The structural description, according to Creswell (2007), is a description of how the phenomenon occurred and in what setting.
The phenomenon that is the basis of this investigation is called the study buddy activity that is included as a voluntary component of MDDE 604: Instructional Design in Distance Education at Athabasca University. MDDE 604 is required for graduate students in the Master of Education (Distance Education), the Post-Baccalaureate Diploma in Instructional Design, and the Post-Baccalaureate Certificate in Instructional Design programs. The course also attracts a number of non-program students, particularly nurses, who take it as an elective for their own program. MDDE 604 has as a prerequisite course MDDE 603: Foundations of Instructional Design: Systems Analysis and Learning Theory.
Summary of the activity.
Each study buddy participant was first to find a partner who agreed to work with him or her for the duration of the course. Three days prior to submitting their first assignment, the study buddy partners exchanged drafts of their work and they were each responsible for providing critical feedback to their partner based on the requirements of the assignment. Upon receipt of the feedback, and prior to submitting their final draft, each partner then had the opportunity to incorporate, or not, the feedback that they had received. The study buddy partners engaged in this same process in each of the remaining assignments in the course. Finally, they provided a brief written reflection on their experience along with samples of their exchanges in order to receive the bonus marks.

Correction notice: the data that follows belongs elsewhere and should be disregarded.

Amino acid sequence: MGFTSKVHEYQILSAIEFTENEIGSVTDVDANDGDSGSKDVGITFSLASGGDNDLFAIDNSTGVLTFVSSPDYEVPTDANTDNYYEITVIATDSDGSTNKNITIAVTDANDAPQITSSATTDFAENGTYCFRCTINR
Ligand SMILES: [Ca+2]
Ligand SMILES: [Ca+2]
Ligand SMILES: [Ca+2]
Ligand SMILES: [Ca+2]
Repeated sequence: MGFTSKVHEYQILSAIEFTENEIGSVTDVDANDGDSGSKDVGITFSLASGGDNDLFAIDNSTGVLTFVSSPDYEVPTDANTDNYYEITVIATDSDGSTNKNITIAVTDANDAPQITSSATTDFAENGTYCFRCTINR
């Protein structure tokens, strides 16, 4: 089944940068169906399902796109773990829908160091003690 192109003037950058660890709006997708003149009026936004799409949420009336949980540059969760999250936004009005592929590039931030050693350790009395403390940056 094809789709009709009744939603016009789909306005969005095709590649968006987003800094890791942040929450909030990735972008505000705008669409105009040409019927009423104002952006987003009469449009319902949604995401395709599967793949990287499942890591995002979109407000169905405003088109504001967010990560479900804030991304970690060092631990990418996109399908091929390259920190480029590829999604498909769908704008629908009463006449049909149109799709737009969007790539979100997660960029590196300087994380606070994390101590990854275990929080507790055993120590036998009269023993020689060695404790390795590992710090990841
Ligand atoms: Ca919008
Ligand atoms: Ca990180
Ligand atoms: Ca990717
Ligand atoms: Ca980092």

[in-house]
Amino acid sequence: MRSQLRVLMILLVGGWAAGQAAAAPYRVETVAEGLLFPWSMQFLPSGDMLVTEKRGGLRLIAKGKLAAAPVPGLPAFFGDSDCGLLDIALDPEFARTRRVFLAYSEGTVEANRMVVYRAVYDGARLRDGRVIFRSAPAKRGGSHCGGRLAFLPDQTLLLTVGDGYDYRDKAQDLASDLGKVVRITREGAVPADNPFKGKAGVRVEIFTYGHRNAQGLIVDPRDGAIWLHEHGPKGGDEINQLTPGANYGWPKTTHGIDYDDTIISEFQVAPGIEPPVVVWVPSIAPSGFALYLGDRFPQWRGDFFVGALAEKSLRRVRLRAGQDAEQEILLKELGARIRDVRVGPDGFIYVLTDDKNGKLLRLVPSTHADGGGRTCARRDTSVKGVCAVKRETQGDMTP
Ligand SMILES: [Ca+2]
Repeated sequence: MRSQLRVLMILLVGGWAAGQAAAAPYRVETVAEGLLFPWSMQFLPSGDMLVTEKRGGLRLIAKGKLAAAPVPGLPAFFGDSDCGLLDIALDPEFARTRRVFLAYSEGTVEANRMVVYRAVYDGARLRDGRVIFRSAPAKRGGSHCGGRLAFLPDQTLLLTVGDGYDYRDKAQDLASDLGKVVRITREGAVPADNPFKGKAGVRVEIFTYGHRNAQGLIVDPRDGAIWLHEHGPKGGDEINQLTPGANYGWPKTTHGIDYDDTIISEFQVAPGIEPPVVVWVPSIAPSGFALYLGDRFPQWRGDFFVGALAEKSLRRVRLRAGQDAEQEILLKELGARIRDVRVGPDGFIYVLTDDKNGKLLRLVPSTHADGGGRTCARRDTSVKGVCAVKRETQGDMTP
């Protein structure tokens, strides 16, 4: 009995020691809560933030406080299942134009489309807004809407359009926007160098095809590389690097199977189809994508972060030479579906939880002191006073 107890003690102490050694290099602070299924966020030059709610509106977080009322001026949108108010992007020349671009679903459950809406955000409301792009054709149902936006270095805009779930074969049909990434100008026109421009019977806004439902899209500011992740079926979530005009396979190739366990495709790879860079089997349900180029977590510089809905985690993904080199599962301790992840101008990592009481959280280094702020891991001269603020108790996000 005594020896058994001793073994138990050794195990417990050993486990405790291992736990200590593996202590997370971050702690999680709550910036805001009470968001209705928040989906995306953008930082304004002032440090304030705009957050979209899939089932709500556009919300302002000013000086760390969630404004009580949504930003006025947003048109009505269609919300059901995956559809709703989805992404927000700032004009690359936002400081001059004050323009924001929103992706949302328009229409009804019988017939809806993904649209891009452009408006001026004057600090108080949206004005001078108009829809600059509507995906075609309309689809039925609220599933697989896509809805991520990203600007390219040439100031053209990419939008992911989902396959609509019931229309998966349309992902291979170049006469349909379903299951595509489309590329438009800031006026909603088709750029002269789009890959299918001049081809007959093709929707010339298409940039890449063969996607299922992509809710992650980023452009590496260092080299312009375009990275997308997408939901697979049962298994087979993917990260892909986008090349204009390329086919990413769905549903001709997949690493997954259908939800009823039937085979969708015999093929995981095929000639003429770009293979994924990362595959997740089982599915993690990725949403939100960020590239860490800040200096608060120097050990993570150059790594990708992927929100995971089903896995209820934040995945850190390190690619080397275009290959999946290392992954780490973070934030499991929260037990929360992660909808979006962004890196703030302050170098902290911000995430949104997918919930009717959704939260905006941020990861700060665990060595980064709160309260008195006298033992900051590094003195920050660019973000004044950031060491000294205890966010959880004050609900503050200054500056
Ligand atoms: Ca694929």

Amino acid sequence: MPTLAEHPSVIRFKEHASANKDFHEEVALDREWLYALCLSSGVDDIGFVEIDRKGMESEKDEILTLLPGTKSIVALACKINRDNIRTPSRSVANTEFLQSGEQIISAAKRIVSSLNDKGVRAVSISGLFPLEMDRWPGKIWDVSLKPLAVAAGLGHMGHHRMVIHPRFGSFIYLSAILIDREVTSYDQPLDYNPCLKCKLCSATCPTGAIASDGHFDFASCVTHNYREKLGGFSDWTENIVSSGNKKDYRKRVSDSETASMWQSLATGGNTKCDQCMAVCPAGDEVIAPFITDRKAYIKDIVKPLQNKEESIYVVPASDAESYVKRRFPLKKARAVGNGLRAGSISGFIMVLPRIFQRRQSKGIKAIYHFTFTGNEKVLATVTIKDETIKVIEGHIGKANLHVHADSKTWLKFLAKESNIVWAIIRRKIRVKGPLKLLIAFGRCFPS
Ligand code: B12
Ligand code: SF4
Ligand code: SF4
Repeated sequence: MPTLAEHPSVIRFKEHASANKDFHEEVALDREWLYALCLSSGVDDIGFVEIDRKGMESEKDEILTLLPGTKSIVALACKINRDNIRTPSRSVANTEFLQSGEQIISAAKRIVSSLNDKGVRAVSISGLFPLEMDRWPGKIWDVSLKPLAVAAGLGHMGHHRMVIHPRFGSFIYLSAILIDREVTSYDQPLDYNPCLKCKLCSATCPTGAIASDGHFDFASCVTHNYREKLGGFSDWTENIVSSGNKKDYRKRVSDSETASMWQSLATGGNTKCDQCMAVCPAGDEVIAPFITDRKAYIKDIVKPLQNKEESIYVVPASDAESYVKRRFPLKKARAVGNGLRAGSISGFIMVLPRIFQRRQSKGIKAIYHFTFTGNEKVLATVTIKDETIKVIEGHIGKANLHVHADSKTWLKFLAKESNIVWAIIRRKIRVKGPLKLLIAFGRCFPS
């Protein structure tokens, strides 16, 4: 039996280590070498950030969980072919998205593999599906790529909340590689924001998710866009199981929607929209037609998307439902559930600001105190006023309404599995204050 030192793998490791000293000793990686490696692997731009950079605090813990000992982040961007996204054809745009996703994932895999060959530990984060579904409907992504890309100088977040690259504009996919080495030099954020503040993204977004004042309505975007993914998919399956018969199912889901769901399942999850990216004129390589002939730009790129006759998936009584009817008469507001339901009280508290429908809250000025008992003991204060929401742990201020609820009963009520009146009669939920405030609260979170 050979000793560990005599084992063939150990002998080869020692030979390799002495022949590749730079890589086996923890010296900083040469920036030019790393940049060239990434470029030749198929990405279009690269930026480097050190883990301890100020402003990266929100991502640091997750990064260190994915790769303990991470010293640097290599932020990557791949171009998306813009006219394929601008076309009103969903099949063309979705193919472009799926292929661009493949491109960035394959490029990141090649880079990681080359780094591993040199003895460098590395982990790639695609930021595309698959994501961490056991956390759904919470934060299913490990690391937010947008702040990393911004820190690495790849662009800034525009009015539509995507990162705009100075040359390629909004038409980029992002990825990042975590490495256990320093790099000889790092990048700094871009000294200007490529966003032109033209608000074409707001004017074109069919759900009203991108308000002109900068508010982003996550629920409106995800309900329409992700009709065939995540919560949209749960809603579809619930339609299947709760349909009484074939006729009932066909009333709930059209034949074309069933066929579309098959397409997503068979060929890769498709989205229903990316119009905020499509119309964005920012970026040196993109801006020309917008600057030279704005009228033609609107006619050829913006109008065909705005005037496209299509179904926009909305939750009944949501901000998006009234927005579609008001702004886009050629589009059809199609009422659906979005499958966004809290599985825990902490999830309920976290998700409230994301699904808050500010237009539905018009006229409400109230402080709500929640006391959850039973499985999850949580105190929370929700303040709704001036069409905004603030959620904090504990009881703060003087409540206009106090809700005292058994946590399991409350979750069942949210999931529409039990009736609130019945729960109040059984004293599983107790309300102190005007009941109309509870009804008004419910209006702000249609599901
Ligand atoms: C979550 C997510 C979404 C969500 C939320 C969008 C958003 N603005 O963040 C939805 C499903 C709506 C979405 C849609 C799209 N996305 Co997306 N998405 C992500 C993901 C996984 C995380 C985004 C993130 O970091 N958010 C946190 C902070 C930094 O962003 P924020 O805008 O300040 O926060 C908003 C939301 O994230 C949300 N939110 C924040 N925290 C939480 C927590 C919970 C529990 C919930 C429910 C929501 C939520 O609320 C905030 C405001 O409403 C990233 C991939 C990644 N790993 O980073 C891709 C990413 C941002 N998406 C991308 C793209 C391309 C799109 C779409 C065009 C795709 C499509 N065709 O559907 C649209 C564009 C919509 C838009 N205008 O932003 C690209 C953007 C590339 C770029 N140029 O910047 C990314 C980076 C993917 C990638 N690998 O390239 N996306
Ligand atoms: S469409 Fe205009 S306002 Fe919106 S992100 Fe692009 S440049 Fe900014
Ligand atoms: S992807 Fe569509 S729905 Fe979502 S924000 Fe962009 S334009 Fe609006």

The study buddy activity was a cooperative learning activity introduced specifically for the purpose of generating task-focused student-student interactions to encourage deeper approaches to learning and more critical thinking among distance learners. Although students were cautioned that work habits could make or break a study buddy team and “quick working bunnies” should avoid matches with “procrastinating bears,” no additional structure was provided with respect to how the study buddy partners should interact with each other during the study buddy activity. In reviewing several terms of study buddy reports, Richards (personal communication, 2012) noted that not all pairings work well, but for the majority that do, the learners reported improved on-task focus and a better understanding of the content. In some cases, study buddies have gone on to enroll in other courses together and continue to study cooperatively. He suggested that the study buddy activity be encouraged for other online courses.
For a more complete description of the context of the study buddy activity, please see Chapter I.